The Hitomi x-ray observatory, aka Astro-H, aka NeXT, that Japan launched just a couple of months ago was in its commissioning period when it abruptly lost contact with Earth on March 26. JAXA has been struggling to regain control of the spacecraft, but sadly have now resigned themselves to its fate. It is a total loss. Furthermore, the intermittent garbled signals they thought they’d detected from it seem actually to have been radio interference in other signals unrelated to Hitomi, and not a true signal after all.
Ground observations in by visual and radio telescopes show that both of the spacecraft’s solar arrays have separated, and it has been tumbling since March 26. It is very difficult to determine what went wrong, since most of the evidence is silently orbiting the Earth, but JAXA will be poring over manufacturing data, flight spares, and configuration data stored on Earth to try to figure it out. Tentatively, it appears to have been a problem with the attitude control system, possibly in the software that controlled its orientation while passing through a magnetic anomaly which temporarily crippled the star tracker, which may have allowed the reaction control wheels to become oversaturated, further compromising its ability to control its orientation. They believe tentatively that it got itself into a spin so violent that the solar arrays were literally ripped from the spacecraft.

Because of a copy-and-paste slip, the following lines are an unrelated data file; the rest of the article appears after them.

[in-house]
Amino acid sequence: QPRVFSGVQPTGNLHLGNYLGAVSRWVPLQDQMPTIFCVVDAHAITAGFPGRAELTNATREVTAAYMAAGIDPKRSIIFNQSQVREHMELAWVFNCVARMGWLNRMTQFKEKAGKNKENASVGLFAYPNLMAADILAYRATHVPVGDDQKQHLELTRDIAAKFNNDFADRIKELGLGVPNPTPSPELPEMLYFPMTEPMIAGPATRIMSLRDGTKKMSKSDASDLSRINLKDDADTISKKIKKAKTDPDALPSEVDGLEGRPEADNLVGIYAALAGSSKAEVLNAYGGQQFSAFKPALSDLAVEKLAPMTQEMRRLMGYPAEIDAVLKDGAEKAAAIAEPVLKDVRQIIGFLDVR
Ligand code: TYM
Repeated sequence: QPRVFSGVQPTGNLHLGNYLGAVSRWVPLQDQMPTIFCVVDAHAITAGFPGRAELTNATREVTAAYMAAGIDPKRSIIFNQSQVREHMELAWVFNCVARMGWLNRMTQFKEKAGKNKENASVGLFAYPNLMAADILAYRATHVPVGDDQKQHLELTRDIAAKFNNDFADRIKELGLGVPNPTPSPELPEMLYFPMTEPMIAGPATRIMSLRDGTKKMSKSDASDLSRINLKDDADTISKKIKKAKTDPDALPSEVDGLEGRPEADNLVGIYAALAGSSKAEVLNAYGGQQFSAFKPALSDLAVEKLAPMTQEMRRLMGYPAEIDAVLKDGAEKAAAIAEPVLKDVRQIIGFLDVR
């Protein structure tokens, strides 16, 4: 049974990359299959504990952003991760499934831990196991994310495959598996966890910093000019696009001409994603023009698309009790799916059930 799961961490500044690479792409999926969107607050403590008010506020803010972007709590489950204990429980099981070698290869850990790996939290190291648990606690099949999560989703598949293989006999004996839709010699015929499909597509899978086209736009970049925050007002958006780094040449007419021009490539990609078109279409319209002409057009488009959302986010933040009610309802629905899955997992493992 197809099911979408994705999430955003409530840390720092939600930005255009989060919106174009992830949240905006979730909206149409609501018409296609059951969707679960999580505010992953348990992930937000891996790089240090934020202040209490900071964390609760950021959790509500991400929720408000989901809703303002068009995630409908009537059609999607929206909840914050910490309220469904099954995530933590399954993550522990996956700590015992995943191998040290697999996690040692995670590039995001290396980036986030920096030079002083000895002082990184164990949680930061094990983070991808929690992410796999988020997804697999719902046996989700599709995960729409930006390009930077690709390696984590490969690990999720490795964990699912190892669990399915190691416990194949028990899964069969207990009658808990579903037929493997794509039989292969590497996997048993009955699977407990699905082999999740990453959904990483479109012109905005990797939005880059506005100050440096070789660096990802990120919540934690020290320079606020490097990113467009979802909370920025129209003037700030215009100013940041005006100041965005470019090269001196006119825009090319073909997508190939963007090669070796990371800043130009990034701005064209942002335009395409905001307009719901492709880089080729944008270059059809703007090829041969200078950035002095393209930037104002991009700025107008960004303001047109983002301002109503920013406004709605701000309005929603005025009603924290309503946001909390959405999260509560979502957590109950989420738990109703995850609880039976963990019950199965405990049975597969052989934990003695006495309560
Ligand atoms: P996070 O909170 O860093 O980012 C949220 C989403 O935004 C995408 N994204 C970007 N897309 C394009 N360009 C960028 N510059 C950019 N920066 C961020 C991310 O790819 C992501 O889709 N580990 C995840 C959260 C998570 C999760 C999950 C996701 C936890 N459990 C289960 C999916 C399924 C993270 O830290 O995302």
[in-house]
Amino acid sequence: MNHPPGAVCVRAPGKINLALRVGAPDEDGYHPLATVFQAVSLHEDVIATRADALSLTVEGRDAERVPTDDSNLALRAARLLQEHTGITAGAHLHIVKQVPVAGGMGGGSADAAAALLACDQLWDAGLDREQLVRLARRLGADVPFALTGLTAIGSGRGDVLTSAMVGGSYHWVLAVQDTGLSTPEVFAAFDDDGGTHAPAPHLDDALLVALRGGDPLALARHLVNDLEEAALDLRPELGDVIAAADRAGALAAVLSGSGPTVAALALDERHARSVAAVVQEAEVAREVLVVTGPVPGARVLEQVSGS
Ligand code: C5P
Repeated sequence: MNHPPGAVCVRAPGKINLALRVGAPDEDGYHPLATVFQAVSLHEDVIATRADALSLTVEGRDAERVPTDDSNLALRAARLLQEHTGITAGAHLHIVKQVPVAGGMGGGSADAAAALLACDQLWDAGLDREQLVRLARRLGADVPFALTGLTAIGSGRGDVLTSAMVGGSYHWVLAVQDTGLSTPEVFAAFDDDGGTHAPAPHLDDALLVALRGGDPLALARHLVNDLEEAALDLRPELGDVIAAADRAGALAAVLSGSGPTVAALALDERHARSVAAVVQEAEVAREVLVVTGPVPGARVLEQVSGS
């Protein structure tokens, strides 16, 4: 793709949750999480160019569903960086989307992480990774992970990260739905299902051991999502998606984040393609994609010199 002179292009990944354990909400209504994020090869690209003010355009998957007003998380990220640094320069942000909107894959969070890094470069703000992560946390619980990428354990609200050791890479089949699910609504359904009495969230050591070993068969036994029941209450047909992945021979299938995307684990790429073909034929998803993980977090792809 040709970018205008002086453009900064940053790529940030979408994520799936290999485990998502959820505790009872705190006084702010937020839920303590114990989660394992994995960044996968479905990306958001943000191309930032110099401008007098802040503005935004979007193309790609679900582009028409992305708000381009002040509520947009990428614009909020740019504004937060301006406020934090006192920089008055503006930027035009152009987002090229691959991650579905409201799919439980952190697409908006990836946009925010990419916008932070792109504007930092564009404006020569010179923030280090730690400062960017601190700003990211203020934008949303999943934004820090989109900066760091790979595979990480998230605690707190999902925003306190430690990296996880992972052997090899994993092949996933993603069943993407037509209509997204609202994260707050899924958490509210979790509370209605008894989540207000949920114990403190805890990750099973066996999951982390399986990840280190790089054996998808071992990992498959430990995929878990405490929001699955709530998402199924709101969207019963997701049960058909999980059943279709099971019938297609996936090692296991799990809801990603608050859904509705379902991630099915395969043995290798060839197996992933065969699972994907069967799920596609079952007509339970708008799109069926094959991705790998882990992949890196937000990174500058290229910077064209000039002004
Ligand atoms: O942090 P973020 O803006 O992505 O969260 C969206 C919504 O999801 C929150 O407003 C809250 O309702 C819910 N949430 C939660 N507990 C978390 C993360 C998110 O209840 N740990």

This of course a very disappointing result. Hitomi was to be a flagship x-ray observatory, carrying an instrument originally intended for Chandra, observing in frequencies that no other x-ray observatories currently cover. It would cost tens of millions just to replace one of the instruments aboard the spacecraft; there’s no telling when, if ever, this mission could be reflown.